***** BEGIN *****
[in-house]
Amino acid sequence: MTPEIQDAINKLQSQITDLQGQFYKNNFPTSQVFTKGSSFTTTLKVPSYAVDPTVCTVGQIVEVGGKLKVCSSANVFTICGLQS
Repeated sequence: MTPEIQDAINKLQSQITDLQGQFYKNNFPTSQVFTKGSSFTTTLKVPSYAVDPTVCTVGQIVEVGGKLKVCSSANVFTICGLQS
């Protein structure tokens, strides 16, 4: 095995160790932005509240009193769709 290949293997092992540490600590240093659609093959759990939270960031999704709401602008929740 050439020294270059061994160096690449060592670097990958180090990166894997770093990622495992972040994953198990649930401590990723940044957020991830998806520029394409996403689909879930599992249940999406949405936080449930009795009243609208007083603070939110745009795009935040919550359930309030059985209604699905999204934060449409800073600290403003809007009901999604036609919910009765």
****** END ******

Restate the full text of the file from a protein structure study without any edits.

[in-house]
Amino acid sequence: MTPEIQDAINKLQSQITDLQGQFYKNNFPTSQVFTKGSSFTTTLKVPSYAVDPTVCTVGQIVEVGGKLKVCSSANVFTICGLQS
Repeated sequence: MTPEIQDAINKLQSQITDLQGQFYKNNFPTSQVFTKGSSFTTTLKVPSYAVDPTVCTVGQIVEVGGKLKVCSSANVFTICGLQS
């Protein structure tokens, strides 16, 4: 095995160790932005509240009193769709 290949293997092992540490600590240093659609093959759990939270960031999704709401602008929740 050439020294270059061994160096690449060592670097990958180090990166894997770093990622495992972040994953198990649930401590990723940044957020991830998806520029394409996403689909879930599992249940999406949405936080449930009795009243609208007083603070939110745009795009935040919550359930309030059985209604699905999204934060449409800073600290403003809007009901999604036609919910009765």